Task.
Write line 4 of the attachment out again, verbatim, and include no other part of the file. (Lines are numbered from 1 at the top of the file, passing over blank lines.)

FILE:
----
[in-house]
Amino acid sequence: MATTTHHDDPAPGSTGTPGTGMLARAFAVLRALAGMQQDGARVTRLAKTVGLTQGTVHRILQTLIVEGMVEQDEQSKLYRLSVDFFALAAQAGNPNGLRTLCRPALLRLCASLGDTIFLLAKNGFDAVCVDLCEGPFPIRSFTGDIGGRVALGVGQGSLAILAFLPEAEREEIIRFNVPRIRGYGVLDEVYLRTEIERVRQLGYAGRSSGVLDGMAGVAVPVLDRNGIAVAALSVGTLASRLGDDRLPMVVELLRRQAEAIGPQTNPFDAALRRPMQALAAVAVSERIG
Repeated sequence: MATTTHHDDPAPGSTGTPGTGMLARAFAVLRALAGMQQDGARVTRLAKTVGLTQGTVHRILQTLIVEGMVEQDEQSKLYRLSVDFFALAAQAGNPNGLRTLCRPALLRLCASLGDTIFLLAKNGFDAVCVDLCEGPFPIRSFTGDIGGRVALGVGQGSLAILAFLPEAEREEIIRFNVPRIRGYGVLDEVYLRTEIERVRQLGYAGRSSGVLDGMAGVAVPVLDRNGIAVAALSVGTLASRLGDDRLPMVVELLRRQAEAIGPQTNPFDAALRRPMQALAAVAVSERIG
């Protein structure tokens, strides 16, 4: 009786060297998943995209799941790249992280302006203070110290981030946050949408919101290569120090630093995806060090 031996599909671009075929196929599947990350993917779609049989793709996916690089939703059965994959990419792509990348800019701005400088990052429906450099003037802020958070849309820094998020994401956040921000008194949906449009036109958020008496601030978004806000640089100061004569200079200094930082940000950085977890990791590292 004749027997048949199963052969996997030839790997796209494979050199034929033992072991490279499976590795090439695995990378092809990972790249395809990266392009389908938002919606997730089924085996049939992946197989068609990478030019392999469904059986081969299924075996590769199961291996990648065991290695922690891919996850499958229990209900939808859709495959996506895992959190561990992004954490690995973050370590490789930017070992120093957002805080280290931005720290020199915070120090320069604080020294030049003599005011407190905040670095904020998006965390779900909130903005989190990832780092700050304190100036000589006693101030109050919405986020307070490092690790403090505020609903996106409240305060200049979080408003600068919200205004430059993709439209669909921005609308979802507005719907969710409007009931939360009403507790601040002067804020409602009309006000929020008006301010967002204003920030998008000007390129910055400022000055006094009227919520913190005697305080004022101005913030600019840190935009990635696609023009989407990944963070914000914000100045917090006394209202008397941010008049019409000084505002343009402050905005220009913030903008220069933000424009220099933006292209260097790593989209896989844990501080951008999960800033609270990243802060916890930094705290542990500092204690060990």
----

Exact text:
């Protein structure tokens, strides 16, 4: 009786060297998943995209799941790249992280302006203070110290981030946050949408919101290569120090630093995806060090 031996599909671009075929196929599947990350993917779609049989793709996916690089939703059965994959990419792509990348800019701005400088990052429906450099003037802020958070849309820094998020994401956040921000008194949906449009036109958020008496601030978004806000640089100061004569200079200094930082940000950085977890990791590292 004749027997048949199963052969996997030839790997796209494979050199034929033992072991490279499976590795090439695995990378092809990972790249395809990266392009389908938002919606997730089924085996049939992946197989068609990478030019392999469904059986081969299924075996590769199961291996990648065991290695922690891919996850499958229990209900939808859709495959996506895992959190561990992004954490690995973050370590490789930017070992120093957002805080280290931005720290020199915070120090320069604080020294030049003599005011407190905040670095904020998006965390779900909130903005989190990832780092700050304190100036000589006693101030109050919405986020307070490092690790403090505020609903996106409240305060200049979080408003600068919200205004430059993709439209669909921005609308979802507005719907969710409007009931939360009403507790601040002067804020409602009309006000929020008006301010967002204003920030998008000007390129910055400022000055006094009227919520913190005697305080004022101005913030600019840190935009990635696609023009989407990944963070914000914000100045917090006394209202008397941010008049019409000084505002343009402050905005220009913030903008220069933000424009220099933006292209260097790593989209896989844990501080951008999960800033609270990243802060916890930094705290542990500092204690060990």